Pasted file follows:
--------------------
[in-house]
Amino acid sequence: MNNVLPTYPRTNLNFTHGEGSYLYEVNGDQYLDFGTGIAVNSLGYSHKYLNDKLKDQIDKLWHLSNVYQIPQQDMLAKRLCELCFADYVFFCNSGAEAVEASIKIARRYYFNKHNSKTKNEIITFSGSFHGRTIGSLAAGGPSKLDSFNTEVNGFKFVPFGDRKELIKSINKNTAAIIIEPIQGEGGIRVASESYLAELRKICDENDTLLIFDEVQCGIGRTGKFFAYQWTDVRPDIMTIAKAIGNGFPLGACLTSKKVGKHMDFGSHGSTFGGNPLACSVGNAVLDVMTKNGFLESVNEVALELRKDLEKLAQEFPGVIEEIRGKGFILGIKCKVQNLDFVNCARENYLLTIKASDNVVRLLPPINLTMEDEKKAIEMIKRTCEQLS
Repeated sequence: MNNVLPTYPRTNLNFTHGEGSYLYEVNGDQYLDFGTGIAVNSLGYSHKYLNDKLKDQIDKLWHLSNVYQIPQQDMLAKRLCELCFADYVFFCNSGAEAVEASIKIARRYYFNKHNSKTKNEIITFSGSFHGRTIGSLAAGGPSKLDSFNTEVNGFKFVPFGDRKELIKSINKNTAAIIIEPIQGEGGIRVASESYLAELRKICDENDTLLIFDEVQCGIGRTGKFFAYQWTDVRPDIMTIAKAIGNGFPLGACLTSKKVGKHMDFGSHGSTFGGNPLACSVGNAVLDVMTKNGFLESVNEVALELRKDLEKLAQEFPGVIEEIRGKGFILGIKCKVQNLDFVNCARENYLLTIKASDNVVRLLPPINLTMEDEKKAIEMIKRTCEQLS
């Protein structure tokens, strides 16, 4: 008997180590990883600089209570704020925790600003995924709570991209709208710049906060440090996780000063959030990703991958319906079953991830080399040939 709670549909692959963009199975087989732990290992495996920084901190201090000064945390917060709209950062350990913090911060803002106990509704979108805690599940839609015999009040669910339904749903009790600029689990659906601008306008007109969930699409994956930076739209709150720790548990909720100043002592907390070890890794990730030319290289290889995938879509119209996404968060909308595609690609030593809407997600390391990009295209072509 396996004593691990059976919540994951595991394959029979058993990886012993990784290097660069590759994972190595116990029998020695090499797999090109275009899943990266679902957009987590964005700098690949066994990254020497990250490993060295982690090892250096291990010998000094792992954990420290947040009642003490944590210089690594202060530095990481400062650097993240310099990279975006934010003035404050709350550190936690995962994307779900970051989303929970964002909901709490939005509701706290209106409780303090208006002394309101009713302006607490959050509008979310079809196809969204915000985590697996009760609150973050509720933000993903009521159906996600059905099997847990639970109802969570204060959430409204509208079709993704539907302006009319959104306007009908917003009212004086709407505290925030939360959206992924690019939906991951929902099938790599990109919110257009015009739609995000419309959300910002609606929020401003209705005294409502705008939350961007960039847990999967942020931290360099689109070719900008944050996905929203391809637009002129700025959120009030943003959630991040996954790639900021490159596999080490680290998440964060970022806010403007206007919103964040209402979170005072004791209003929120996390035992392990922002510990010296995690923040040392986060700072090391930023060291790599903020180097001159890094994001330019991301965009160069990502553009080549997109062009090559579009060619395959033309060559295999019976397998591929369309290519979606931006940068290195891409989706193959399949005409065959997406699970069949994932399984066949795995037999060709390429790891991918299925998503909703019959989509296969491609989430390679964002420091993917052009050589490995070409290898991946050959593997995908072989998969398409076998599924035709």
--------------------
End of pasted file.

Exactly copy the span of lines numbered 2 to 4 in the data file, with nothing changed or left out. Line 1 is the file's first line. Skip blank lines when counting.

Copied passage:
Amino acid sequence: MNNVLPTYPRTNLNFTHGEGSYLYEVNGDQYLDFGTGIAVNSLGYSHKYLNDKLKDQIDKLWHLSNVYQIPQQDMLAKRLCELCFADYVFFCNSGAEAVEASIKIARRYYFNKHNSKTKNEIITFSGSFHGRTIGSLAAGGPSKLDSFNTEVNGFKFVPFGDRKELIKSINKNTAAIIIEPIQGEGGIRVASESYLAELRKICDENDTLLIFDEVQCGIGRTGKFFAYQWTDVRPDIMTIAKAIGNGFPLGACLTSKKVGKHMDFGSHGSTFGGNPLACSVGNAVLDVMTKNGFLESVNEVALELRKDLEKLAQEFPGVIEEIRGKGFILGIKCKVQNLDFVNCARENYLLTIKASDNVVRLLPPINLTMEDEKKAIEMIKRTCEQLS
Repeated sequence: MNNVLPTYPRTNLNFTHGEGSYLYEVNGDQYLDFGTGIAVNSLGYSHKYLNDKLKDQIDKLWHLSNVYQIPQQDMLAKRLCELCFADYVFFCNSGAEAVEASIKIARRYYFNKHNSKTKNEIITFSGSFHGRTIGSLAAGGPSKLDSFNTEVNGFKFVPFGDRKELIKSINKNTAAIIIEPIQGEGGIRVASESYLAELRKICDENDTLLIFDEVQCGIGRTGKFFAYQWTDVRPDIMTIAKAIGNGFPLGACLTSKKVGKHMDFGSHGSTFGGNPLACSVGNAVLDVMTKNGFLESVNEVALELRKDLEKLAQEFPGVIEEIRGKGFILGIKCKVQNLDFVNCARENYLLTIKASDNVVRLLPPINLTMEDEKKAIEMIKRTCEQLS
């Protein structure tokens, strides 16, 4: 008997180590990883600089209570704020925790600003995924709570991209709208710049906060440090996780000063959030990703991958319906079953991830080399040939 709670549909692959963009199975087989732990290992495996920084901190201090000064945390917060709209950062350990913090911060803002106990509704979108805690599940839609015999009040669910339904749903009790600029689990659906601008306008007109969930699409994956930076739209709150720790548990909720100043002592907390070890890794990730030319290289290889995938879509119209996404968060909308595609690609030593809407997600390391990009295209072509 396996004593691990059976919540994951595991394959029979058993990886012993990784290097660069590759994972190595116990029998020695090499797999090109275009899943990266679902957009987590964005700098690949066994990254020497990250490993060295982690090892250096291990010998000094792992954990420290947040009642003490944590210089690594202060530095990481400062650097993240310099990279975006934010003035404050709350550190936690995962994307779900970051989303929970964002909901709490939005509701706290209106409780303090208006002394309101009713302006607490959050509008979310079809196809969204915000985590697996009760609150973050509720933000993903009521159906996600059905099997847990639970109802969570204060959430409204509208079709993704539907302006009319959104306007009908917003009212004086709407505290925030939360959206992924690019939906991951929902099938790599990109919110257009015009739609995000419309959300910002609606929020401003209705005294409502705008939350961007960039847990999967942020931290360099689109070719900008944050996905929203391809637009002129700025959120009030943003959630991040996954790639900021490159596999080490680290998440964060970022806010403007206007919103964040209402979170005072004791209003929120996390035992392990922002510990010296995690923040040392986060700072090391930023060291790599903020180097001159890094994001330019991301965009160069990502553009080549997109062009090559579009060619395959033309060559295999019976397998591929369309290519979606931006940068290195891409989706193959399949005409065959997406699970069949994932399984066949795995037999060709390429790891991918299925998503909703019959989509296969491609989430390679964002420091993917052009050589490995070409290898991946050959593997995908072989998969398409076998599924035709």